Re/telling stories of the Overland Telegraph Line

Ann Moyal Memorial Lecture delivered by Distinguished Professor Genevieve Bell
8 May, National Library of Australia

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Re/telling stories of the Overland Telegraph Line
Re/telling stories of the Overland Telegraph Line


8 May, 6–8PM This lecture was co-organised with the National Library of Australia.

Ann Moyal Lecture#

Dr Ann Moyal was one of Australia’s most distinguished historians of science and technology. It was Ann’s extensive work that influenced Director Genevieve Bell in her role at Intel, and it was Ann’s history of Australian telecommunications that Prof. Bell used as a jumping off point for her lecture on 8 May to a sold-out audience at the National Library of Australia.

The lecture marked what will be an annual occurrence, one that invites a speaker to focus on a contemporary question drawing on fields of knowledge spanning science, environment, ecology, history, anthropology, art, and technological change. 

Prof. Bell shared a new set of stories about the Overland Telegraph Line with the audience, stories that examine it as a complex cybernetic system, and the questions we must ask of any large system and its unintended consequences, regulations, impact, power, control and inequity.

Lecture highlights#

Citing Ann Moyal’s published work, Clear Across Australia, Prof. Bell reflected on it as a comprehensive account of Australia’s telecommunications history, of which the Overland Telegraph Line, built from Adelaide to Darwin, played a significant role.

“Of course, the Overland Telegraph Line was always and already more than just a staggering engineering feat. It was a complex dynamic system that comprised the latest technology – telegraphy – spanning the breadth of Australia with its diverse ecological niches, controlled by a complex of regulator and governmental organizations, and staffed and supplied by overlapping networks and infrastructures, connecting up to global networks of equal complexity and dynamism.”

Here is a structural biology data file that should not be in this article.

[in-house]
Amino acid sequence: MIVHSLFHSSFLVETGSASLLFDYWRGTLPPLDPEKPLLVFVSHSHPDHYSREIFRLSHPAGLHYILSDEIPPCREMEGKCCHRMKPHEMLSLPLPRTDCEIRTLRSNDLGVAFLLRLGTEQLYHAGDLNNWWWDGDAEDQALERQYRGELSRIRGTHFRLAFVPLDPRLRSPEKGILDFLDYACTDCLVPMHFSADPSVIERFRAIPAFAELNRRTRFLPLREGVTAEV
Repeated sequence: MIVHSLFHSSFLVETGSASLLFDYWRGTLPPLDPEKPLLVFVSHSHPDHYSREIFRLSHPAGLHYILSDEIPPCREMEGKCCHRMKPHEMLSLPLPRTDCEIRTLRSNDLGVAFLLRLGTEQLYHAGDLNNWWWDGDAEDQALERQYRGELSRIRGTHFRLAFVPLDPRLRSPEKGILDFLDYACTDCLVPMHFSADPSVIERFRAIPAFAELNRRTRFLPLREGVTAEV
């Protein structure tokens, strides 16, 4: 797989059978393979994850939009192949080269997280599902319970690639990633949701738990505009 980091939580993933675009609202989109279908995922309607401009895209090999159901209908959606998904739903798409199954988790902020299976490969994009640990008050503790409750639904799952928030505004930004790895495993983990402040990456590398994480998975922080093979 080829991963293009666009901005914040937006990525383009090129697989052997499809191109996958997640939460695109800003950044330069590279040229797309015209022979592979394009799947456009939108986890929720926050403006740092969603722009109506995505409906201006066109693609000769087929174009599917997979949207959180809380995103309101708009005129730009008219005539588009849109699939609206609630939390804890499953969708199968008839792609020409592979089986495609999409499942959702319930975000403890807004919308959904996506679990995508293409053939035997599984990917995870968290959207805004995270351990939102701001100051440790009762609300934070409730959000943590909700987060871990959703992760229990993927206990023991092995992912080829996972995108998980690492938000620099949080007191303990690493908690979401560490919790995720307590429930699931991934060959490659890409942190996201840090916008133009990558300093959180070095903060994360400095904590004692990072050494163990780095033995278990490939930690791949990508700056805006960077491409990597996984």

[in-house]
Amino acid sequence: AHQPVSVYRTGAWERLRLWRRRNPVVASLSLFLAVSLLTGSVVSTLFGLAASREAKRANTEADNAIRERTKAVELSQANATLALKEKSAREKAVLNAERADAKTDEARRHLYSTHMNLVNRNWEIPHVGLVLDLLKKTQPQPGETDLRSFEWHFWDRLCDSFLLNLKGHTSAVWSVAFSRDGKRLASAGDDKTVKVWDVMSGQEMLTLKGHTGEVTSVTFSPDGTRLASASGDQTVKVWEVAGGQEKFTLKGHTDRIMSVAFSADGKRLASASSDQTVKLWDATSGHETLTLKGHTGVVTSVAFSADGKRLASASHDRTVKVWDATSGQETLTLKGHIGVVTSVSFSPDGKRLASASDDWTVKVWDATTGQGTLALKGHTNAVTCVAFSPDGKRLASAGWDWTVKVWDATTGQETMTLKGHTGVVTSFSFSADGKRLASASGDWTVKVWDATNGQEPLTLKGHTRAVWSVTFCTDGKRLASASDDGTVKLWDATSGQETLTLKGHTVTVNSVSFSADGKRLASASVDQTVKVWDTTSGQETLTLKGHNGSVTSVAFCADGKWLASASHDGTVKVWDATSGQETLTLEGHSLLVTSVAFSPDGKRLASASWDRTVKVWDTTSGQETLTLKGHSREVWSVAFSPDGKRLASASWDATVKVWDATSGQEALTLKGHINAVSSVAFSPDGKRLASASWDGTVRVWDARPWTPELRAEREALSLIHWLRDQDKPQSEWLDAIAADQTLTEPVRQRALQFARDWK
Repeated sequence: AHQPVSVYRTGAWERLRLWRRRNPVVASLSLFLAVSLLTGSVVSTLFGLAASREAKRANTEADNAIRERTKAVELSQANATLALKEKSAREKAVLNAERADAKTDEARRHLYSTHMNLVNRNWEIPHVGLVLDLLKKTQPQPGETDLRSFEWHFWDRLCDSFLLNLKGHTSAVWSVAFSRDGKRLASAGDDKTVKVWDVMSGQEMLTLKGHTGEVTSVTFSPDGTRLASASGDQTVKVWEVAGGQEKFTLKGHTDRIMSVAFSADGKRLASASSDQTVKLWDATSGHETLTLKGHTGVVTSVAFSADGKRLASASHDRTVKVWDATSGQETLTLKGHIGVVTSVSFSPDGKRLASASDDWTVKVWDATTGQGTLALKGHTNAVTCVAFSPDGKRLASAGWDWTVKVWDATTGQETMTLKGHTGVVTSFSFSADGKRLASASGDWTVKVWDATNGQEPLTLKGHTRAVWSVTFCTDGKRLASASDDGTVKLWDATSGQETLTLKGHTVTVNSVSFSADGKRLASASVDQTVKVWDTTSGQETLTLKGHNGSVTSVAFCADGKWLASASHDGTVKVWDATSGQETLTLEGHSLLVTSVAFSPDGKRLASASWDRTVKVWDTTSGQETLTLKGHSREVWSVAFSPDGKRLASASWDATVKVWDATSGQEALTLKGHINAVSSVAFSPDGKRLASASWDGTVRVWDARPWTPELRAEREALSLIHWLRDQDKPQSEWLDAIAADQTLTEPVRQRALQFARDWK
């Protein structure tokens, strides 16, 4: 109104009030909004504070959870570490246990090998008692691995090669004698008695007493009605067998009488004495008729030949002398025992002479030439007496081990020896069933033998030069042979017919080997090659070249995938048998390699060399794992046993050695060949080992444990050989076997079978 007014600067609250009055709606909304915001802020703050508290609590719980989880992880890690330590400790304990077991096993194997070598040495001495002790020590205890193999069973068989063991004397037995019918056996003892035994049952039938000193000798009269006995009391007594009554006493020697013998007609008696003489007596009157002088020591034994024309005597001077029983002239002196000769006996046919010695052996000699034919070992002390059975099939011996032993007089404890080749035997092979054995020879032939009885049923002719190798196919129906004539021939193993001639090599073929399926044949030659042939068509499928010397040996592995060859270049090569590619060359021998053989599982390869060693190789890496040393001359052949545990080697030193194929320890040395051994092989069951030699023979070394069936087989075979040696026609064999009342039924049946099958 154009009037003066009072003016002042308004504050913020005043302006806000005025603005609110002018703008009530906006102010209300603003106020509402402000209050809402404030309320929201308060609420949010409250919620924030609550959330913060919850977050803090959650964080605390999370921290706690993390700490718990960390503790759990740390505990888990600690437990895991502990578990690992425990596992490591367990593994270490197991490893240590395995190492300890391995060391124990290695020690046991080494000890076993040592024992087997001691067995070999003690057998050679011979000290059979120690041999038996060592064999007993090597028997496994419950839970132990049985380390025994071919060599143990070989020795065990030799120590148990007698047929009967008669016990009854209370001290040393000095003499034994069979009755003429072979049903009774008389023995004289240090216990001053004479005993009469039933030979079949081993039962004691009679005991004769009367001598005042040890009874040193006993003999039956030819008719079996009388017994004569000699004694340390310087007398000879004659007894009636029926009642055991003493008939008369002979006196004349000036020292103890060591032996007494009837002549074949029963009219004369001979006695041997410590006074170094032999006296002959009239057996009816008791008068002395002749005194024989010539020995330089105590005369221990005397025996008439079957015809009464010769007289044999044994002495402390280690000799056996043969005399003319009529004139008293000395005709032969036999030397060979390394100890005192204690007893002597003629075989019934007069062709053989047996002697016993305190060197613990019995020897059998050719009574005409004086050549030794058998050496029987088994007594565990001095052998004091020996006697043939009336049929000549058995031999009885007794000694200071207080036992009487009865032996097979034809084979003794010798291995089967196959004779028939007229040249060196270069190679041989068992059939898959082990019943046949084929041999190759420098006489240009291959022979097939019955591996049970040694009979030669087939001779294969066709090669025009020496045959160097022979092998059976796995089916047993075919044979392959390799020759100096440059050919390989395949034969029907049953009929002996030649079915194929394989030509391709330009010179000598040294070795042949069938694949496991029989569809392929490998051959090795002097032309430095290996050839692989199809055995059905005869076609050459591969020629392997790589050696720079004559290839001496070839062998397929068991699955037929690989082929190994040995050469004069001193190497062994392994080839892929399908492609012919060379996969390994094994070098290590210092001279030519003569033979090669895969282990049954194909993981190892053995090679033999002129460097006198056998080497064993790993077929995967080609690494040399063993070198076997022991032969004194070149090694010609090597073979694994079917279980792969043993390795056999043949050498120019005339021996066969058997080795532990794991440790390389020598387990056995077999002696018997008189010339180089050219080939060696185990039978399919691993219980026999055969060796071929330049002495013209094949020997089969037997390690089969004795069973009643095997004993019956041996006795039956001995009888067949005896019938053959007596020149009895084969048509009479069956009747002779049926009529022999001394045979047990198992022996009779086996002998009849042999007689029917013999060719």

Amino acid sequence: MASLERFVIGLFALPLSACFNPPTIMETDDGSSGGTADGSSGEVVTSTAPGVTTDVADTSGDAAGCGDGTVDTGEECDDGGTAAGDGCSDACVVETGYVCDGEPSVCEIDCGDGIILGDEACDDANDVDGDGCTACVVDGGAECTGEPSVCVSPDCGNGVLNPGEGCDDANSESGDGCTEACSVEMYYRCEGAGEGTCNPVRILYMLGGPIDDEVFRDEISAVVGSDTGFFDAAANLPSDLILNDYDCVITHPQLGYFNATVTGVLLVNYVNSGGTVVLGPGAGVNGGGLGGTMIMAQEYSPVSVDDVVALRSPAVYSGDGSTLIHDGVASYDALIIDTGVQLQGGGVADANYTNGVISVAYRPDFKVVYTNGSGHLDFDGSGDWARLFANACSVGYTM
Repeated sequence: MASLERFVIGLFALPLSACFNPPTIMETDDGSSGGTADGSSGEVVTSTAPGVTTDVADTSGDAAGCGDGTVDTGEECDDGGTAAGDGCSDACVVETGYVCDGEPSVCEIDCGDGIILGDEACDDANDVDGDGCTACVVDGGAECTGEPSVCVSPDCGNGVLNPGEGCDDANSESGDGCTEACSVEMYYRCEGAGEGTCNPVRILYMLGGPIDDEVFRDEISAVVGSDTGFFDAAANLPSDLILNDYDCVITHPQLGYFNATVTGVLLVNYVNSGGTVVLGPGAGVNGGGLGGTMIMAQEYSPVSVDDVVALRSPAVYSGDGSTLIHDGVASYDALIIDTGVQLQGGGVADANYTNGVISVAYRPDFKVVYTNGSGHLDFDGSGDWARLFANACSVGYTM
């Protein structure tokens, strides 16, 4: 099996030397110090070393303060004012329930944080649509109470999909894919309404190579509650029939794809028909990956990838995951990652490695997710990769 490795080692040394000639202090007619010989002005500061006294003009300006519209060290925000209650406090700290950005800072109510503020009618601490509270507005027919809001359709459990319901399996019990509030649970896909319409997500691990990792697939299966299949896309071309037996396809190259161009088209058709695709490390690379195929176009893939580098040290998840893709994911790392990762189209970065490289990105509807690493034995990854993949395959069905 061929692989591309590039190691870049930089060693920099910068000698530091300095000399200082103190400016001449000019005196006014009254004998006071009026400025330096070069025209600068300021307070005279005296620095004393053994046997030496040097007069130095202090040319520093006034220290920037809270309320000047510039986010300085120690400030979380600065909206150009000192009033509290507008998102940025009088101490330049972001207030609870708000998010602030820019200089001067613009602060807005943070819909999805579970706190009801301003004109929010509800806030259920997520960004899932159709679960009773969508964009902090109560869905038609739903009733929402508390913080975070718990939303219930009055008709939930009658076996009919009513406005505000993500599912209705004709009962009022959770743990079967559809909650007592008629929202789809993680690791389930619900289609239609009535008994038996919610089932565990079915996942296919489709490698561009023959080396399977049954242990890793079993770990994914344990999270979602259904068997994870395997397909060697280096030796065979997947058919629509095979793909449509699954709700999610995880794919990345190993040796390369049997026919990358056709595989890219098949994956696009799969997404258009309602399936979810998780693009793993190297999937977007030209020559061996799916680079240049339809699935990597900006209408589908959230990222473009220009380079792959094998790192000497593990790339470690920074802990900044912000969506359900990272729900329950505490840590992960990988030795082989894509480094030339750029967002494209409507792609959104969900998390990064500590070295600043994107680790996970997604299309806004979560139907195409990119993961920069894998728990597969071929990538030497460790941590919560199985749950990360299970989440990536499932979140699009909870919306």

She then explained how past decisions and technologies continue to frame our daily lives, citing how the introduction of telegraphy remapped ideas about time, distance and even social relationships, fundamentally impacting the lives of the First Nations people through whose country the Overland Telegraph Line flowed.

“Histories are more than just backstories. They are backbones and blueprints and maps to territories that have already been traversed. Knowing the history of a technology, or the ideas it embodies, can provide better questions, reveal potential pitfalls and lessons already learned, and open a window onto the lives of those who learned them.”

Reflecting, critically observing, and learning from the past is a core element of what we teach our students at the School of Cybernetics.